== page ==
The Kid Pan Alley had its date and location set: a weeklong songwriting residency at Patrick Henry School of Science and Arts, starting March 16. Unfortunately, that became the date for closure of the Richmond Public Schools. Despite organizing residencies across the country for more than 20 years, the nonprofit’s team had never encountered a situation like this.
But it has not only managed to find a workaround, it’s thriving in this changing environment. Last week it launched an online trial session with students from Pierce Elementary. Lonely children connected with friends—and, of course, stressed parents rejoiced. Now Kid Pan Alley is planning to open a new virtual platform to a mass audience.
“I didn’t expect [the quarantine] to happen quite as quickly as it did. It’s like they dropped the curtain on the show, but the rope’s broken and the curtains won’t open again,” says founder Paul Reisler. “We’re using Zoom now, which is actually working very well. We try to make the platform as transparent as possible.”
While the path to innovation has been swift and successful, it hasn’t necessarily been easy. Director of licensing Ryan Benyo says “ideally you’d be able to sing together with the kids in sync.”
- Founder Paul Reisler at the Peabody School in Charlottesville in 2010. For online workshops, visit KidPanAlley.org/online.
Typically, Kid Pan Alley works with elementary school students in a collaborative classroom setting. Put 15 kids on a video chat, though, and suddenly that creative atmosphere turns into a tangle of indecipherable noise.
“So we had to take a more intimate approach, making the groups smaller and facilitating the conversation more actively so that kids speak and sing one at a time,” says Executive Director Jen Jacobsen. “Another challenge is the fact that we aren’t working with a group of kids who all come from the same school or community. This is going to be kids from all over Virginia and even nationwide as we continue to build the program.”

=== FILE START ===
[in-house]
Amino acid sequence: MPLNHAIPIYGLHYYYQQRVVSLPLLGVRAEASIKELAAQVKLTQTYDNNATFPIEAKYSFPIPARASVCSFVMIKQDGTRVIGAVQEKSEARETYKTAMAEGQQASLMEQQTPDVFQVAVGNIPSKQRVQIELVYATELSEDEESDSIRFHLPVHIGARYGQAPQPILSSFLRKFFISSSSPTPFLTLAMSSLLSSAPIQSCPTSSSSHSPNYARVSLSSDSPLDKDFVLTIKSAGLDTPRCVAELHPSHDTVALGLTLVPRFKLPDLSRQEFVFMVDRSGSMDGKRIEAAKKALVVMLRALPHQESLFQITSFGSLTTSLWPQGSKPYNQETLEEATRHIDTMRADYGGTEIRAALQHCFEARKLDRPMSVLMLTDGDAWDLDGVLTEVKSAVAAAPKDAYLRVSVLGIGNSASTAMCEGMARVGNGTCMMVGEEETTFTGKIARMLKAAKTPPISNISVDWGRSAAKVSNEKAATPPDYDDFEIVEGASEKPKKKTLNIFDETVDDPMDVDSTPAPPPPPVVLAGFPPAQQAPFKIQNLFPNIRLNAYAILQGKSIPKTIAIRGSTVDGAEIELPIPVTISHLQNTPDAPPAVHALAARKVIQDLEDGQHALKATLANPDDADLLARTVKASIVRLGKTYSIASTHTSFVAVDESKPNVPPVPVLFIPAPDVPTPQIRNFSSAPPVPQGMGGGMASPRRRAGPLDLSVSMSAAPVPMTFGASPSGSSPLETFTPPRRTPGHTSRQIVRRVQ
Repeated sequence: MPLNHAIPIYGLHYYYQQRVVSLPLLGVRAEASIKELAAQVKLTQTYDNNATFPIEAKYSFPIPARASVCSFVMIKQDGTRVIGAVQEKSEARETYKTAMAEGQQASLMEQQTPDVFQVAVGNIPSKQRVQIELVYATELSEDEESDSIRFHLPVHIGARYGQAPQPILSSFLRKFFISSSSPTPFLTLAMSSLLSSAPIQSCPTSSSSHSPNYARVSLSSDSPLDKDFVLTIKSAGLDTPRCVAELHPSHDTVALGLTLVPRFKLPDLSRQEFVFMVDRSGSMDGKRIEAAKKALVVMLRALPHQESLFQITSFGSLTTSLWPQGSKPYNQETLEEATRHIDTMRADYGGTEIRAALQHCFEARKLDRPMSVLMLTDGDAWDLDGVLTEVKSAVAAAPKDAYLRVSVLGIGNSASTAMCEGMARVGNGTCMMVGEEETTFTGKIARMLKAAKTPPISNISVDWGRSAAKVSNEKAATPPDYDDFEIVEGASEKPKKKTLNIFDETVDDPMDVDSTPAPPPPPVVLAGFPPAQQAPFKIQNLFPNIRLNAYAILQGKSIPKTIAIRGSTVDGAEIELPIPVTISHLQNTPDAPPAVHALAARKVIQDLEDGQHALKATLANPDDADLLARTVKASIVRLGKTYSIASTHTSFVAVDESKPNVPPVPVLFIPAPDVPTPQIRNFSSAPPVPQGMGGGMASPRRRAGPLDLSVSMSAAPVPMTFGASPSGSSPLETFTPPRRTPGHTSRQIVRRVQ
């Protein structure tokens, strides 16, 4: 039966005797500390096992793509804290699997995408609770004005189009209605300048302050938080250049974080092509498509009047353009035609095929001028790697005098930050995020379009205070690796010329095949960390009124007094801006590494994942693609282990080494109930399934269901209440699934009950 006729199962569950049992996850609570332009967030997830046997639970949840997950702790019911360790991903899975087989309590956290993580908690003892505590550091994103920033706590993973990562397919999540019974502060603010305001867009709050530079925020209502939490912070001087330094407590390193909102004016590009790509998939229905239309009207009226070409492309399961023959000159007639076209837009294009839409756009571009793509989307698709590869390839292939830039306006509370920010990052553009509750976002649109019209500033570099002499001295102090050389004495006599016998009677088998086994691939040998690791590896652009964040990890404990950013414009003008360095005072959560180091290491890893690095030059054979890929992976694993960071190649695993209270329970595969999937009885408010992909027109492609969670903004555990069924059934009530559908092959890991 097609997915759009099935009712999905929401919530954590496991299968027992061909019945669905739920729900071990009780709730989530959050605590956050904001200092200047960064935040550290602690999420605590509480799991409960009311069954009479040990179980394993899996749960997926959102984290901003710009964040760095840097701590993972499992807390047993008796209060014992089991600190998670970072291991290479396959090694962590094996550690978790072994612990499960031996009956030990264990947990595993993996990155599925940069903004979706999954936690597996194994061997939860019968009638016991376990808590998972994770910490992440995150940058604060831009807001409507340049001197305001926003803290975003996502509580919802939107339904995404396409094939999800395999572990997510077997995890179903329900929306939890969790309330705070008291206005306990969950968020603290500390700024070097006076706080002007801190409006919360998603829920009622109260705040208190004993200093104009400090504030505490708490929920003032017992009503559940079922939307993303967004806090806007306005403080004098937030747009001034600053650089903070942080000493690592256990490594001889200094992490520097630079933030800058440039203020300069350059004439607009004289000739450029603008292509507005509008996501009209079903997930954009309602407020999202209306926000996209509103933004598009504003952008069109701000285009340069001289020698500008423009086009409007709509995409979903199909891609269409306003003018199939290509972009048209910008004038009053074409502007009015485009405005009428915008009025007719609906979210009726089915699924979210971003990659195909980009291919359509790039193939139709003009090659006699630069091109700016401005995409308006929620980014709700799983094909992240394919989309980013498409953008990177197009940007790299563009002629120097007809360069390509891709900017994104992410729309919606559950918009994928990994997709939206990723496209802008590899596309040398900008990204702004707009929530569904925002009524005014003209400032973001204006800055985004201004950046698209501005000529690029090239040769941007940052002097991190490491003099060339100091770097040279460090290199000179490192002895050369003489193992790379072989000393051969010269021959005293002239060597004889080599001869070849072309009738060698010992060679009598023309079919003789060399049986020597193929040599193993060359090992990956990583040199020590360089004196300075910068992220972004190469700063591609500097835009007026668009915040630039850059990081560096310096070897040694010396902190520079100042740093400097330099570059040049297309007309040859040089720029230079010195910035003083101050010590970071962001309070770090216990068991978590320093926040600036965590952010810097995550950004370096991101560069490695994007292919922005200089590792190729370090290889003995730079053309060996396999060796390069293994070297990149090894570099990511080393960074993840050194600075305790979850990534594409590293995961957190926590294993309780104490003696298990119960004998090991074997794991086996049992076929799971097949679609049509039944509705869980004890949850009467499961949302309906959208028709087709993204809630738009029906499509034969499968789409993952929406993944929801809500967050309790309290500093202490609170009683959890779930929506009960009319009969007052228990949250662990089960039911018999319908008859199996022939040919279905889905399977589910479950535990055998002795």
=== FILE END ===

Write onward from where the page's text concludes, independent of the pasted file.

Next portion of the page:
But bringing a range of talent together is a hugely transformative opportunity, Jacobsen adds. “We had plans to develop a pilot project that would allow children from different backgrounds to share stories and write songs together. And now, all of a sudden, this health crisis is launching our pilot program for us.”
Figuring out funding will be tricky, as these classes will continue to remain free, especially so that underserved populations can join. With income from residencies gone now, donations will play an important role, Reisler says.
Songwriting is still divided between two sessions. Kids continue to compose melodies, determine genre and write the bulk of the lyrics. Now they sing along over tracks that they receive online, which breaks up the recording process a bit.
As for subject matter, are the kids all writing songs about avoiding viruses?
“Not all the songs are about not getting sick, which is fortunate,” Reisler jokes. “The person teaching has to be every bit as engaged as the people learning. That’s what creates the excitement.”
“We’re trying to work with students at the highest professional level, not just give them something to put on a fridge,” he concludes. “Honoring their work at that level gives them a level of competence. It’s something they’re really proud of.”For online workshops, visit KidPanAlley.org/online. Back to the Music Issue